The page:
April 10 2014 Meeting Notes
Mark S. Miller
erights at google.com
Sat Apr 26 10:03:58 PDT 2014
+1, especially on the last point. As something added to iterators rather
than iterables in ES6, there's no reason for "return" to be a symbol rather
than a string.
On Sat, Apr 26, 2014 at 9:59 AM, Brendan Eich <brendan at mozilla.org> wrote:
> Kevin Smith wrote:
>> In this case we have try-finally statements as an existing
>> feature. The semantics of this feature is a bounded execution
>> scope with a cleanup action on completion. This feature is widely
>> used and has always been internally consistent and reliable,
>> expect for catastrophic external failure or intervention (ie,
>> externally imposed process termination, power failure, etc).
>> People use it for all sorts of things, including bounded resource
>> Zeroing in on "cleanup action on completion": don't co-routines by
>> nature prohibit us from reasoning in this way about completion? It seems
>> to me that this shift is broader than just `try/finally`, although I agree
>> that `try/finally` shows some particularly acute symptoms.
>> And I also agree that we should not provide gratuitous footguns.
>> Unfortunately, though, I'm having a hard time forming an opinion on how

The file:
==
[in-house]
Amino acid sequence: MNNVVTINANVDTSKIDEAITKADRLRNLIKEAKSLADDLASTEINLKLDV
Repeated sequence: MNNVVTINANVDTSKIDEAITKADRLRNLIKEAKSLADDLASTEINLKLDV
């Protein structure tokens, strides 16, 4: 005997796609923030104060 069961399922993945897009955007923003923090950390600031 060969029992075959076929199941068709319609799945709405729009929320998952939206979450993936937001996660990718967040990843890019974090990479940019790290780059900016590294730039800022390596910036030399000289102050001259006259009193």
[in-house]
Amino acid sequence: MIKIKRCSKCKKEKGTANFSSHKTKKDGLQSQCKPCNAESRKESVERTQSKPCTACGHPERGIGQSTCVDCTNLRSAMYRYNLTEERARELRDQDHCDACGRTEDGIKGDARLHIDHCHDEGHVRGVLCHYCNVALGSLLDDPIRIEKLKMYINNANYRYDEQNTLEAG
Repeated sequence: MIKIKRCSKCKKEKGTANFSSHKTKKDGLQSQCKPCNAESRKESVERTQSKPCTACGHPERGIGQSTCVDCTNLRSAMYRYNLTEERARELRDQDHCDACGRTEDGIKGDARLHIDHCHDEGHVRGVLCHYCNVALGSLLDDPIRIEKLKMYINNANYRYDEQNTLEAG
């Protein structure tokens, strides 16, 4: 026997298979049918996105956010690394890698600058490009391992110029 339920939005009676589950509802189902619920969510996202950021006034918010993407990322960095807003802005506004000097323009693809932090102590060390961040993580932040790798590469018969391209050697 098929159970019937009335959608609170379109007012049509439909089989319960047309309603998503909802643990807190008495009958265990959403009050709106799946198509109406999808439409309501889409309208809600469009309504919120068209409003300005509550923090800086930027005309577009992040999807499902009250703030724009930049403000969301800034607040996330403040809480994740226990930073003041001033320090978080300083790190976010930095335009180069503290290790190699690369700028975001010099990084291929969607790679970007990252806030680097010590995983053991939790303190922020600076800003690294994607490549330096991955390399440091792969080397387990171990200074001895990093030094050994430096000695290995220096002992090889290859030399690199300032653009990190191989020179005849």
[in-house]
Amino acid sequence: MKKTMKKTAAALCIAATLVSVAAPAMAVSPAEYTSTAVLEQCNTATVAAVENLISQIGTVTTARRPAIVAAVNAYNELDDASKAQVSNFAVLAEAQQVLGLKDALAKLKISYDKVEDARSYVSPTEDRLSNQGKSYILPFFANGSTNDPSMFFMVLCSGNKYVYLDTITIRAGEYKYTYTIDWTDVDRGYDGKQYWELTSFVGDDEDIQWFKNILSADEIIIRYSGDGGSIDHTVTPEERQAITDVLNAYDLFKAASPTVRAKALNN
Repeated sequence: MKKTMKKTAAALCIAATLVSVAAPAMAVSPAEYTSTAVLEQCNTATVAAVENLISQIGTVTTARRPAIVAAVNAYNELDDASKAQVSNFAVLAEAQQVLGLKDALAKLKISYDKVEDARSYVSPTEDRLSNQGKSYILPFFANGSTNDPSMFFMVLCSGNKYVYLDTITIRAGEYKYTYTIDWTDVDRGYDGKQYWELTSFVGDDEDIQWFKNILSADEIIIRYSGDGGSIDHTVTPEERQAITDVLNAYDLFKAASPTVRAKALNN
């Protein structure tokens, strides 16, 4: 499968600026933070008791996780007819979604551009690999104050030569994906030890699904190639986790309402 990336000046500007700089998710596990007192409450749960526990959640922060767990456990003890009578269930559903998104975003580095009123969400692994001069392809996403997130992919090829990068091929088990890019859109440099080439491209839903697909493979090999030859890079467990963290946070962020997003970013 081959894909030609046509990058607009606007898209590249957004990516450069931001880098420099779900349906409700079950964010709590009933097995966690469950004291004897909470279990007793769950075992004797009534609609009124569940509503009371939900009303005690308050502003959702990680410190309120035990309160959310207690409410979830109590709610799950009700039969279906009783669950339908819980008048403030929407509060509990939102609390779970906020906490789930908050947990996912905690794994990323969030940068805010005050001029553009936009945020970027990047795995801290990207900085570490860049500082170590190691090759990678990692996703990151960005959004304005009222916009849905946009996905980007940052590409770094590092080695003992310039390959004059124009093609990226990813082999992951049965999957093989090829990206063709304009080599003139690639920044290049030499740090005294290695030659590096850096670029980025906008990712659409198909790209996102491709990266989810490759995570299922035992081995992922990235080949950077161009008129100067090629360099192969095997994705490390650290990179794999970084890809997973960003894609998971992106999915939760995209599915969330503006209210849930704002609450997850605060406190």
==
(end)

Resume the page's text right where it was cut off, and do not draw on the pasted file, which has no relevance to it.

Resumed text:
>> disallowing `try/yield/finally` would balance out.
> We're at risk of going around the design wheel again.
> Python started by banning yield in try: and then added it, with
> GeneratorExit as a magic exception thrown from Python's implicitly-called
> generator.close method at a yield-in-try that would run the finally clauses.
> When Igor Bukanov and I were working on ES4 and prototyping it in
> SpiderMonkey, Igor urged forcing a return instead of throwing a magic
> exception. He even persuaded Philip J. Eby on python-dev that forcing
> return was better, possibly even for Python (which IIRC then went in the
> direction of reifying control effects as exceptions).
> Instead of kicking the can and dragging this out yet again, I'm ok with
> return automation as proposed. Yeah, we're doing a common-ish use-case
> affordance. No, it isn't the last case where scoped resource release will
> come up. But yes, it has precedent in other languages and it's useful.
> BTW Dave Herman persuaded me we don't need to use a symbol for the name;
> 'return' is ok if 'next' is. The iteration protocol hooks via @@iterator,
> which returns an instance of something coded new implementations, so
> implementors can avoid using 'return' for a different purpose without
> conflict. IOW, one symbol-name is enough!
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